Why Do We Say Bless You?

Here’s another strange post for you wonderful people.

Something I have been thinking about today, is why do we say bless you when someone sneezes?

We don’t say cough you when someone coughs (well I do occasionally if I’m a bizarre mood) or anything when someone makes another noise such as blowing their noise or burping.

So why do we say bless you when someone sneezes?

If I am out in public and a person standing close to me sneezes, then I automatically say bless you as I would feel extremely rude not too.

Thinking about it, this is really strange.

I have researched the reasoning behind this, and found that sneezing was associated with ‘illness’ meaning when someone sneezed you wouldn’t ignore this as it could be a sign of bad health. This is going back many years ago, when it was a sign to worry, but now we know that sneezing doesn’t mean we have to worry. For example it is common to sneeze after smelling a scent, as we can react to the particles that enter our nostrils. 

Now saying ‘bless you’ is just common courtesy, and this tradition has never really ended.


22 thoughts on “Why Do We Say Bless You?

  1. sweetpea2love says:

    Lauren, when I was little I asked the very same question. My grandmother explained, “When someone sneezes their heart skips a beat and we bless them so the heart regains its normal rhythm.” Just sharing my thoughts on the lovely phrase, Bless you…. thanks for the memories this morning my dear ~ Bless you… ❤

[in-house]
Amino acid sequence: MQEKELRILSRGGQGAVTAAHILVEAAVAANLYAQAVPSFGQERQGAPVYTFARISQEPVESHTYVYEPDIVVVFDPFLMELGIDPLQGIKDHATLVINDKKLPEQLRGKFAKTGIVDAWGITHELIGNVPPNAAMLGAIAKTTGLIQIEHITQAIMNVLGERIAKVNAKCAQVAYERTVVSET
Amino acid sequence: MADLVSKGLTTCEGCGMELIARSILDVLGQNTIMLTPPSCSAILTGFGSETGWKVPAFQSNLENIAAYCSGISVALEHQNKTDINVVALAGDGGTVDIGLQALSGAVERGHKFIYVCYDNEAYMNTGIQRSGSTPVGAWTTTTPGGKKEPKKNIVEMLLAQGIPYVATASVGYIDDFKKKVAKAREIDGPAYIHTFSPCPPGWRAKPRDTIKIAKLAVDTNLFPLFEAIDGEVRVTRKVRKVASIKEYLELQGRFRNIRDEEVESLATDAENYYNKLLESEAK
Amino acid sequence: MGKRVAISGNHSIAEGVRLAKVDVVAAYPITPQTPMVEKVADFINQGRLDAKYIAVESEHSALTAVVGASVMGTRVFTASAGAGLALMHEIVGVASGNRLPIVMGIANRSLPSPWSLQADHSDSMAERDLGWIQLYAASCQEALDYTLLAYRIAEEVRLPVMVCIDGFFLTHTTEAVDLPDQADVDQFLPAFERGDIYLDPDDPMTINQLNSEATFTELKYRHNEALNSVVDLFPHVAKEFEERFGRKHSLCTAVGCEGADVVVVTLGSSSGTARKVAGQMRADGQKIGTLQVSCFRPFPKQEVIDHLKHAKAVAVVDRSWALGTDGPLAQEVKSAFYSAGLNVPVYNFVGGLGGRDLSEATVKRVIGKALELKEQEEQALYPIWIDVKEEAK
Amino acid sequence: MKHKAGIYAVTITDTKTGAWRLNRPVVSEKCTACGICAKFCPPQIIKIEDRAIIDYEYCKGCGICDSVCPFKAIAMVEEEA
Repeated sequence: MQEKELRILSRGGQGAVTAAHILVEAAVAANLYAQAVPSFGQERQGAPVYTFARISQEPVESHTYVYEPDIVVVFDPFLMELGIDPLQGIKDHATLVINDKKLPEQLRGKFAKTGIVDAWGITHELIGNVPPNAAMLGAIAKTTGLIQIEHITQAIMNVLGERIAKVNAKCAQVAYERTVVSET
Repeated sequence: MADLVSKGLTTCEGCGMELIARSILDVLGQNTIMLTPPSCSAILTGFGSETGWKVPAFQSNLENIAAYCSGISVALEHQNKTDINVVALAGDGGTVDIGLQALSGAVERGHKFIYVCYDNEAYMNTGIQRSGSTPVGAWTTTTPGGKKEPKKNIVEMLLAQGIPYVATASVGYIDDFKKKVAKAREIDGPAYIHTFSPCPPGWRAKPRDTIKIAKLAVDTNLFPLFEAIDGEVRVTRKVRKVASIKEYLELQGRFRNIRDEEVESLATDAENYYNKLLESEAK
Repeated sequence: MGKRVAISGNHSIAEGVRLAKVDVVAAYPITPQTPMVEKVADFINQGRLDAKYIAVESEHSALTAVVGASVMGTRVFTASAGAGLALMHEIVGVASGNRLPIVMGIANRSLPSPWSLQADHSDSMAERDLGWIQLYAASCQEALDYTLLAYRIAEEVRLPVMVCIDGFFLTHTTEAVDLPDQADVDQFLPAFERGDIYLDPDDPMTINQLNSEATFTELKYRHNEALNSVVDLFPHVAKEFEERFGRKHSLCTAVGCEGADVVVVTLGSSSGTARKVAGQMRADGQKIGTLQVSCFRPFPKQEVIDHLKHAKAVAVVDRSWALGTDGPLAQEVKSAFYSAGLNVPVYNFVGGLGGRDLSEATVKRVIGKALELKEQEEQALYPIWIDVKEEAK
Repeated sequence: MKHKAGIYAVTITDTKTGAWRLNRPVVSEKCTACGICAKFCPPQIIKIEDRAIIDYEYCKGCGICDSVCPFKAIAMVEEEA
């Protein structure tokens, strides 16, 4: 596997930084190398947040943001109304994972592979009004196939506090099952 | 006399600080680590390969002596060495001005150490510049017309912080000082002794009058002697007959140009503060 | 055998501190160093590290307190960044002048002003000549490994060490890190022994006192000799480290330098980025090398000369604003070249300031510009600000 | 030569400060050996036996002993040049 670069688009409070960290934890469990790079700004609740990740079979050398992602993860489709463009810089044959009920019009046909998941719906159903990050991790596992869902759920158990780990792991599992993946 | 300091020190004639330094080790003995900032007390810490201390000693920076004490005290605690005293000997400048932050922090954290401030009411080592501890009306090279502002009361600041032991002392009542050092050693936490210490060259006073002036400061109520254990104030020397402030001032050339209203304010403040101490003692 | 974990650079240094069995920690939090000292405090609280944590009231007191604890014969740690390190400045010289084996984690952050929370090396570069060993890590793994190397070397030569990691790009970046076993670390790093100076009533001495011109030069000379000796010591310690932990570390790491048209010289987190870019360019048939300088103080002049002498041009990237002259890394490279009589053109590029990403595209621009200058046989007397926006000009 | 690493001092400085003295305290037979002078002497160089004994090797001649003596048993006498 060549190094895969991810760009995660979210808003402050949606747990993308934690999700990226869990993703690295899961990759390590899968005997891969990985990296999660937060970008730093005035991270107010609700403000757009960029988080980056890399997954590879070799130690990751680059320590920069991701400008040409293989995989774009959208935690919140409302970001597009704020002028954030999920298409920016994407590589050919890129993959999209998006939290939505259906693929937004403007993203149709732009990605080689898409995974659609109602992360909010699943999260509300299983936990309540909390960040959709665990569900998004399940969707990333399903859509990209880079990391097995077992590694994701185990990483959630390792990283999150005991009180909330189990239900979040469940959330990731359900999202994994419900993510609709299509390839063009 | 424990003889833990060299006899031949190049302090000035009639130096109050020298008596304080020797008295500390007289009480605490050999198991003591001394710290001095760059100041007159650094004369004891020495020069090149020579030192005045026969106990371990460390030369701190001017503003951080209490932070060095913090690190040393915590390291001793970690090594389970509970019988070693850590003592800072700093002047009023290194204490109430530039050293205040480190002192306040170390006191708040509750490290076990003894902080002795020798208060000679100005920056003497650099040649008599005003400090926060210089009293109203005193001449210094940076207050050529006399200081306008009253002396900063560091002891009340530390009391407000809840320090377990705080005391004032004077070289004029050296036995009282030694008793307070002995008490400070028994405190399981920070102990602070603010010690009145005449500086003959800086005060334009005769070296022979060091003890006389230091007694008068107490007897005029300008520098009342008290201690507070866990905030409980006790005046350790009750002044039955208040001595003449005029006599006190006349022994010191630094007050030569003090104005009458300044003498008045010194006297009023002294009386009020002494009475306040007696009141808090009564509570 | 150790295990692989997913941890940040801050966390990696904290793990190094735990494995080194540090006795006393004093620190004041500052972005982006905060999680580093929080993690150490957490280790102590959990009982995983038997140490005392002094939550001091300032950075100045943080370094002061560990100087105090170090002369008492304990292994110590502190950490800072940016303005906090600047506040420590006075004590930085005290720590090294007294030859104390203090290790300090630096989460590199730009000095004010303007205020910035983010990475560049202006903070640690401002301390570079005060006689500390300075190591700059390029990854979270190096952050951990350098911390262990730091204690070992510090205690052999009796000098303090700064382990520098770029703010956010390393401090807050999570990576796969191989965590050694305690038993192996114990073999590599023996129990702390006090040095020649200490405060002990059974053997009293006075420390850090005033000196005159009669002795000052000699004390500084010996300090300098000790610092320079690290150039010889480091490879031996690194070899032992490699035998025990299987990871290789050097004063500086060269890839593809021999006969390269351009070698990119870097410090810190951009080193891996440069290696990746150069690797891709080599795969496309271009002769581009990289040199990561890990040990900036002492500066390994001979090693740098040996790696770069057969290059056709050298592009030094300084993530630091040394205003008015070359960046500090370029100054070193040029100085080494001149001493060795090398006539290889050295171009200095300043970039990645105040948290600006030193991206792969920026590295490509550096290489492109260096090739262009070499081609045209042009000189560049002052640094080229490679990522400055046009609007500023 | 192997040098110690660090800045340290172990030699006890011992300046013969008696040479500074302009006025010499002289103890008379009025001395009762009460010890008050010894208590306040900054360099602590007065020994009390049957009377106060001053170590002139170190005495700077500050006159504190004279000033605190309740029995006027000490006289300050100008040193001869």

Take care and happy blogging to ya, from Laura ~

    Liked by 2 people

  2. Ritu says:

    Its like the rhyme, Ring a Ring a Roses, was all about the Black Plague!
    Roses were used to mask the smell of death that was around everywhere, and people would have posies with rose petals in them…
    Ring a Ring a Roses
    a pocket full of posies
    the sneeze part was that if you got the plague, you knew from the sneeze stage. and we all fall down.. well, if you got it, you would die, hence the we all fall down!
    Atishoo, Atishoo
    We all fall down!
    I think Bless you was coined then too as if you were sneezing, and you got the plague, it was almost certain death, and only God could help, so Bless you was all that could be said!

    Liked by 2 people

  3. saadia peerzada says:

    We say bless you because of the following medically backed reasons:
    the suppression of a sneeze causes a massive build-up of pressure in our head, which can cause injuries such as a burst eardrum, tearing blood vessels and muscles in the head, damaging the sinuses and even, in rare cases, brain haemorrhages.
    and the jerk caused by a sneeze can cause all sorts of muscle strain or bone problems.
    Hope that helped 🙂

    Liked by 1 person

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